Adopt a bunny

Adopt a bunny

Bunny Huggers South Africa has a network of foster moms providing safe homes for neglected and abandoned buns.  Unfortunately there are many more buns than bun owners.  This is due to pet shops and backyard breeders breeding bunnies in often terrible conditions. Does can be forced to have a litter every month putting terrible strain on their bodies and causing them to reject their litter at an early age to make room for the next litter.  People who are finished with their bunnies tend to dump them in green spaces.  This leads to out-of-control bunny populations.

While many people think that they are “setting a bunny free” when dumping it in a field, domestic bunnies cannot survive in the wild. They live short lives full of terror and illness, often killed by cars, predators or starvation. If you can no longer take care of your pet, put him up for adoption on our Rehome Page and give him a new chance at life.

Please do not buy a bunny from a pet shop or from a backyard breeder.  Even though you may want to buy the bun’s freedom, your purchase just becomes part of an ongoing, cruel cycle.  If you are worried about the treatment of a bunny in a pet shop or from a backyard breeder, please report to the SPCA and make the breeding cycle stop.

Fortunately there are many lovely, well cared for, happy, healthy buns available for adoption from foster moms. Just like adopting from the SPCA, you can expect that your bun will be sterilized. This is an important step in preventing further unwanted bunnies. Male bunnies can be sterilized from 3 months and females from 6 months. Only a bunny-savvy vet should carry out bunny sterilizations.
Read our Rabbit Neuter/Spay Guide for more helpful tips.


How to adopt

First, research

Find out as much as you can about giving a bunny it’s best life. You can start by reading our 28 Lifesaving Bunny Facts and joining our Facebook group.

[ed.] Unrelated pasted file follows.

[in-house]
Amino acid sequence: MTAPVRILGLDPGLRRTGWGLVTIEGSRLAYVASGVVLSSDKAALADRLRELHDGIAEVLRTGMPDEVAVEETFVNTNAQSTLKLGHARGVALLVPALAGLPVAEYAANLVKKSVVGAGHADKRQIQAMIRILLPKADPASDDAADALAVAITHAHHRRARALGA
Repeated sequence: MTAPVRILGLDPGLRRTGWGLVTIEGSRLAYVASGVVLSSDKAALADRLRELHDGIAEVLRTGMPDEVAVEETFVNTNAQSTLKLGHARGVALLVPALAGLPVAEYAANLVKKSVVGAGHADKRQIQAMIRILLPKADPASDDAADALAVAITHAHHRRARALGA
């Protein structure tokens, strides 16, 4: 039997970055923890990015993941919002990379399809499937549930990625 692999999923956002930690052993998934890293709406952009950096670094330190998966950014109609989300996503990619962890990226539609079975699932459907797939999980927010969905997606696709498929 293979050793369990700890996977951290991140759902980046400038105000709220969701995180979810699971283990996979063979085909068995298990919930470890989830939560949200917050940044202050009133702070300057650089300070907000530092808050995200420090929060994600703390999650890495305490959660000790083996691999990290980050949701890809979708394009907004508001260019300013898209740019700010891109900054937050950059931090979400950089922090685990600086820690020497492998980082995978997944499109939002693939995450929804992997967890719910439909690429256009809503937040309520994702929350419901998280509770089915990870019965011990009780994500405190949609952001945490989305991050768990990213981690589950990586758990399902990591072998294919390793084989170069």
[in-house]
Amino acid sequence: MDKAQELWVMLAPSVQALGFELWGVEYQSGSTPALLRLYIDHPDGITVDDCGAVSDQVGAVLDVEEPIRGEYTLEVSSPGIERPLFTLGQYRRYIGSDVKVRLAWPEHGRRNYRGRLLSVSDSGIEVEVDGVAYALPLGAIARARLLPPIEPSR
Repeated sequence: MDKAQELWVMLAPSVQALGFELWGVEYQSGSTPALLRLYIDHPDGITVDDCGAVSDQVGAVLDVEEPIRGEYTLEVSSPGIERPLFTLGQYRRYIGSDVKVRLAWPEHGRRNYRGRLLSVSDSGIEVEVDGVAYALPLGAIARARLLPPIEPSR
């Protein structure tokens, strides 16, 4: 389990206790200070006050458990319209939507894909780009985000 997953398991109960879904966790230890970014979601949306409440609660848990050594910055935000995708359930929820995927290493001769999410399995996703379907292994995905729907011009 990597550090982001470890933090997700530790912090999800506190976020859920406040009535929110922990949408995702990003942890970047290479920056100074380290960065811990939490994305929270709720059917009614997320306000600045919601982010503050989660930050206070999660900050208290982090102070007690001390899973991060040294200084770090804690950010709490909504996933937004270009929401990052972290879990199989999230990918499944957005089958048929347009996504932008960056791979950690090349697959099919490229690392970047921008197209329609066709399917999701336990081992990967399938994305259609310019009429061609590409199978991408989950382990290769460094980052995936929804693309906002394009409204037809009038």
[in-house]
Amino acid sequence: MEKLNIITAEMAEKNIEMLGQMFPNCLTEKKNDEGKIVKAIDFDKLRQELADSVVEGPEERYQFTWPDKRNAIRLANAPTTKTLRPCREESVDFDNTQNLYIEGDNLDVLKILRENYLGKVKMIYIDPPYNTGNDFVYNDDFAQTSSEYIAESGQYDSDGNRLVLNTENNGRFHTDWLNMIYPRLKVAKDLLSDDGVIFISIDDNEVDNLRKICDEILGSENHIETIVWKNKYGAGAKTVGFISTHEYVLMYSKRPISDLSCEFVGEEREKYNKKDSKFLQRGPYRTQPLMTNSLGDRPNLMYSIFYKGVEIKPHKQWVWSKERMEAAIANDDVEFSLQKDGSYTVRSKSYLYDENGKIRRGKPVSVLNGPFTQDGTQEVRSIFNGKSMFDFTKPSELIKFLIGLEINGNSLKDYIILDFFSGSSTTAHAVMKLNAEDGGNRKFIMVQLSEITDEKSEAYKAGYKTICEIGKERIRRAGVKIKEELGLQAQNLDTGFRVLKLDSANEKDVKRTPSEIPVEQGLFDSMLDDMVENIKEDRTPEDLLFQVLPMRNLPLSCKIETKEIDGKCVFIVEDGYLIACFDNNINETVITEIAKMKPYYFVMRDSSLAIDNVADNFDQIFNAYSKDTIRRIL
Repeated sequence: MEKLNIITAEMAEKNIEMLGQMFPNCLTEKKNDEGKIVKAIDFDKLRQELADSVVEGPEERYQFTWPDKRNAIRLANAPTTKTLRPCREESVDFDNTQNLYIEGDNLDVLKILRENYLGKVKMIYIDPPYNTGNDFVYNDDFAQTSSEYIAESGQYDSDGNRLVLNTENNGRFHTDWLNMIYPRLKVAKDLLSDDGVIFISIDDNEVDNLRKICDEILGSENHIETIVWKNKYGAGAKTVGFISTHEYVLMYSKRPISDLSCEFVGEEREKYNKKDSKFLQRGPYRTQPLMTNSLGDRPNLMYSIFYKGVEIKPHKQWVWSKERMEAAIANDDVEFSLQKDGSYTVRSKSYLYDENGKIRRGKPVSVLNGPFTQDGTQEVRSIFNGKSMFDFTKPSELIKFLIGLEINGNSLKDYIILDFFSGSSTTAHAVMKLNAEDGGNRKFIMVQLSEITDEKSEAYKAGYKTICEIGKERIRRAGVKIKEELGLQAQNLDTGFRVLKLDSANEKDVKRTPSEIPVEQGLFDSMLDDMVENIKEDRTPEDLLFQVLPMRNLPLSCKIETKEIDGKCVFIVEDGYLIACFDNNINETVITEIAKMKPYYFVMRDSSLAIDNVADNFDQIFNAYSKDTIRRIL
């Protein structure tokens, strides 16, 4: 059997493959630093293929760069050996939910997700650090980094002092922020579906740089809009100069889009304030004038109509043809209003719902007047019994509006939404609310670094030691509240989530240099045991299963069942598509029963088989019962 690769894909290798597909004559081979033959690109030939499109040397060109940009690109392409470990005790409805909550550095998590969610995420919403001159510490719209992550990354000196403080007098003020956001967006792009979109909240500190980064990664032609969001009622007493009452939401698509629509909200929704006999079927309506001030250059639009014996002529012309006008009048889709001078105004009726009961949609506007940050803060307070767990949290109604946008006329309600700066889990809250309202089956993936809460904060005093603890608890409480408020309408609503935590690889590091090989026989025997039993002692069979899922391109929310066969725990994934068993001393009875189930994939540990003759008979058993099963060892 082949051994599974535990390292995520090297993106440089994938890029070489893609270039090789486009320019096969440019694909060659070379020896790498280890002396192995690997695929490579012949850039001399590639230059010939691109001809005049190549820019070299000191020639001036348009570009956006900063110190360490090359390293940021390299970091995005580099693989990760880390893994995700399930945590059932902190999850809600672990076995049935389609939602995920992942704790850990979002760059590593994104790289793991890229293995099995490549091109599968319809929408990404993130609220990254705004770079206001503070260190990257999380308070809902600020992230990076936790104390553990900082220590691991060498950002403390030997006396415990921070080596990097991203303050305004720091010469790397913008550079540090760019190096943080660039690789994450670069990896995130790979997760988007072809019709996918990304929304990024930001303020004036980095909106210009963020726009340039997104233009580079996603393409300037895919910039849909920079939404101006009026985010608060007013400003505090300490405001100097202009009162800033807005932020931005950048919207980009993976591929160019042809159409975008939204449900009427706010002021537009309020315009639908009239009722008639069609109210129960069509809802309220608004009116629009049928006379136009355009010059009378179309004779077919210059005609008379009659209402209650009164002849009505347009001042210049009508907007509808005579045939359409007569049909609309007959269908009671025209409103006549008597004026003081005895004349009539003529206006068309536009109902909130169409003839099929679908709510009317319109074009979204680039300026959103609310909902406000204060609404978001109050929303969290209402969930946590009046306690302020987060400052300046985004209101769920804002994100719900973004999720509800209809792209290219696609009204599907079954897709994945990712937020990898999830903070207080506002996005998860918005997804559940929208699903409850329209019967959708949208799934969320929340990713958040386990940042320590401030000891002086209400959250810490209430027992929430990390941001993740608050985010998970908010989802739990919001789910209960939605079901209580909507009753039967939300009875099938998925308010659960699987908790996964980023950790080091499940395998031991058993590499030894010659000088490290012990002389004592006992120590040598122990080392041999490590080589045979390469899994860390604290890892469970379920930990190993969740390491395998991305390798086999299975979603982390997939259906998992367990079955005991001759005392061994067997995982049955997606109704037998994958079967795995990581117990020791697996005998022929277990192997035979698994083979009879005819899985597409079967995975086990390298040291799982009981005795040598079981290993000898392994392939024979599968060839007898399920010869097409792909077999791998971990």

Count the cost 

An adopted bunny might start out free but bunny care costs can quickly add up and bunnies live for 10 years!

Think about the family

Buns are not good pets for young children as their bones are fragile.  Buns can get on with cats and dogs but it depends on the hunting characteristics of your pet.

How many bunnies? 

Bunnies are very social creatures and are usually happy in pairs or more (called a fluffle).  Adopting two bonded buns (friends) is much easier than trying to get two stranger buns to be friends.

Decide on your setup

Indoor or outdoor? Your bunny foster mom will want to see pictures of your setup and may even ask to visit before placing a bunny with you. Read our post on indoor set up. 


Shop for bunny food, litter tray, toys and bedding. Our Bunny Basics post has loads of great tips to help you get the appropriate items the first time around.

Find your new furry friend/s

Contact a rescue in your area from our approved list below or visit the Bunny Huggers South Africa Rehome Page.

We created the Bunny Huggers South Africa Rehome Page to help network bunnies in need of homes and/or lost and found bunnies. Our page is mainly Cape Town based, but we do get posts from Gauteng, PE and Durban as well. Make a difference by adopting a bun in need of a loving home.

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Recommended bunny rescues


Noordhoek Bunny Rescue

062 124 5325 (Sian)
Visit Facebook page


Barefoot Rescue

082 780 3955 (Michelle)
Visit Facebook page


Antoinette Scholtz

076 857 9661


Fluffy the Great

Somerset West / Gordon’s Bay
084 800 0836 (Hymne)
Visit Facebook page



Bunny Tales Rescue

081 040 0489 (Anabel)
Visit Facebook page


Berario Bunnies

083 679 2243 (Meahni)
Visit Facebook page


Critter Rescue SA

073 437 8918 (Karien)
Visit Facebook page


The Lonehill Bunnies

082 888 5895 (Cristina)
Visit Facebook page



REW Foundation

East London
082 704 8106 (Sonia)
Visit Facebook page 


Photo: Lyn Holm